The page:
Mírian Bruckschen of Pontifícia Universidade Católica do Rio Grande do Sul, and colleagues, will present a paper entitled Named Entity Recognition in the Legal Domain for Ontology Population (for the full text of the paper, click here for the conference proceedings in PDF and scroll down to the page numbered 16) at SPLeT 2010: The 3rd Workshop on Semantic Processing of Legal Texts, to be held 23 May 2010 in Malta.
Here is the abstract of the paper:
This paper presents the overall problem of privacy risk assessment in the software industry and the difficulty to deal with all normative sources that regulate privacy matters. This problem encompasses the hard task of representing all the relevant information and keep it updated. Ontologies are the main mechanism for domain-specific knowledge representation in the Semantic Web context, but their manual maintenance is expensive and error-prone. Following the ontology learning trend, this paper presents an approach to automatically populate a legal ontology from legal texts through the Named Entity Recognition task and an experiment on this approach. Legal ontologies have been an active topic of research for quite a while, but on specific domains such as data privacy there is still a lack of such resources. The experiment described in this paper is run over a corpus of legal and normative documents for privacy, shows promising results and presents opportunities for the continuation of this research.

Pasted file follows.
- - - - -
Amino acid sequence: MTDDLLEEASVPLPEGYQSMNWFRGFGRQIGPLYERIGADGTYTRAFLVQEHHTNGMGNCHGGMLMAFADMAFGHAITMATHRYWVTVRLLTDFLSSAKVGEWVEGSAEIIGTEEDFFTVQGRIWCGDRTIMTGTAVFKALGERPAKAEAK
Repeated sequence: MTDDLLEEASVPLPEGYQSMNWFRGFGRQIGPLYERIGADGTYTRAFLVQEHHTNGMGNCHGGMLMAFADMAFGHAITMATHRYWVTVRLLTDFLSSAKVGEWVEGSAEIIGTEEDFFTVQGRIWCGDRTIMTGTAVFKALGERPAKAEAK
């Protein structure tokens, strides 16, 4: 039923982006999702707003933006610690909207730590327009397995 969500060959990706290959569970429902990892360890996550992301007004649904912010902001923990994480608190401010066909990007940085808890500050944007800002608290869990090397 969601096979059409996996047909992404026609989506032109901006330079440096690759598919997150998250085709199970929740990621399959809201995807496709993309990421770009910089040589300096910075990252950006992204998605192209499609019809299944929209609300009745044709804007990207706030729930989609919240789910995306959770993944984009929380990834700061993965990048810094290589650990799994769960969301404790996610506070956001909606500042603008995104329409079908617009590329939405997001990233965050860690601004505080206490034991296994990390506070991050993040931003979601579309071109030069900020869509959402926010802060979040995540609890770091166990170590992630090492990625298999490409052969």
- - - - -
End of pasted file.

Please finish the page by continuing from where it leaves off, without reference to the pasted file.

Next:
Tags: Construction of legal ontologies, Empirical methods in legal informatics, Legal knowledge representation, Legal natural language processing, Legal ontologies, Machine learning in legal documents, Machine learning in legal texts, Mírian Bruckschen, Named entity recognition in legal documents, Named entity recognition in legal texts, Named entity recognition in regulations, Named entity recognition in statutes, Natural language processing and law, Natural Language Toolkit, Population of legal ontologies, Semantic annotation of legal texts, Semantic processing of legal documents, Semantic processing of legal texts, Semantic processing of privacy legislation, Semantic processing of privacy regulations, SPLeT, SPLeT 2010, Workshop on Semantic Processing of Legal Texts